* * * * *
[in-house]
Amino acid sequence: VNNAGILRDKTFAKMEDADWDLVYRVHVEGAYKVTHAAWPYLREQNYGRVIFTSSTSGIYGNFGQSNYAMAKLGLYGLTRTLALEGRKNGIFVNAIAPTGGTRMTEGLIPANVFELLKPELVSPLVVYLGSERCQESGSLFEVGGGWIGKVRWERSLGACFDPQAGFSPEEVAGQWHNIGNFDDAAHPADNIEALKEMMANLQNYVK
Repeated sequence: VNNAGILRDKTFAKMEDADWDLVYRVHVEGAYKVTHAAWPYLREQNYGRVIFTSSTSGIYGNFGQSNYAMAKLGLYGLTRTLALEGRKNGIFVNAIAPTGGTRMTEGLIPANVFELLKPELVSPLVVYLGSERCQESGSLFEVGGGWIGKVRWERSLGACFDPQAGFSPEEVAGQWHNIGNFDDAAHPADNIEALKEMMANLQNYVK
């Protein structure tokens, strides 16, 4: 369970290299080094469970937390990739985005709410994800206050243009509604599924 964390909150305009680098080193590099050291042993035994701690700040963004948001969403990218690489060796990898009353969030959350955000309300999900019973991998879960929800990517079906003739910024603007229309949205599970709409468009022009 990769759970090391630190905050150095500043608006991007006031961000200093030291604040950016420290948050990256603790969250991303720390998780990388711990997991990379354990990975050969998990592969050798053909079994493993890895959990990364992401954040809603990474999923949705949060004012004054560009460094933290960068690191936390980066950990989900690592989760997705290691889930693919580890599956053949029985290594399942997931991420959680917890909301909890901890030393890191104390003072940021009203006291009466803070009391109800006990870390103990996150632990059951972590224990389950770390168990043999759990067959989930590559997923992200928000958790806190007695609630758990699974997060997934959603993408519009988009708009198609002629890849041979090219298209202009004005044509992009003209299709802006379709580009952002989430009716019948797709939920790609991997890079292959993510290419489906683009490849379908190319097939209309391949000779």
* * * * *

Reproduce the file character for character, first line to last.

[in-house]
Amino acid sequence: VNNAGILRDKTFAKMEDADWDLVYRVHVEGAYKVTHAAWPYLREQNYGRVIFTSSTSGIYGNFGQSNYAMAKLGLYGLTRTLALEGRKNGIFVNAIAPTGGTRMTEGLIPANVFELLKPELVSPLVVYLGSERCQESGSLFEVGGGWIGKVRWERSLGACFDPQAGFSPEEVAGQWHNIGNFDDAAHPADNIEALKEMMANLQNYVK
Repeated sequence: VNNAGILRDKTFAKMEDADWDLVYRVHVEGAYKVTHAAWPYLREQNYGRVIFTSSTSGIYGNFGQSNYAMAKLGLYGLTRTLALEGRKNGIFVNAIAPTGGTRMTEGLIPANVFELLKPELVSPLVVYLGSERCQESGSLFEVGGGWIGKVRWERSLGACFDPQAGFSPEEVAGQWHNIGNFDDAAHPADNIEALKEMMANLQNYVK
């Protein structure tokens, strides 16, 4: 369970290299080094469970937390990739985005709410994800206050243009509604599924 964390909150305009680098080193590099050291042993035994701690700040963004948001969403990218690489060796990898009353969030959350955000309300999900019973991998879960929800990517079906003739910024603007229309949205599970709409468009022009 990769759970090391630190905050150095500043608006991007006031961000200093030291604040950016420290948050990256603790969250991303720390998780990388711990997991990379354990990975050969998990592969050798053909079994493993890895959990990364992401954040809603990474999923949705949060004012004054560009460094933290960068690191936390980066950990989900690592989760997705290691889930693919580890599956053949029985290594399942997931991420959680917890909301909890901890030393890191104390003072940021009203006291009466803070009391109800006990870390103990996150632990059951972590224990389950770390168990043999759990067959989930590559997923992200928000958790806190007695609630758990699974997060997934959603993408519009988009708009198609002629890849041979090219298209202009004005044509992009003209299709802006379709580009952002989430009716019948797709939920790609991997890079292959993510290419489906683009490849379908190319097939209309391949000779």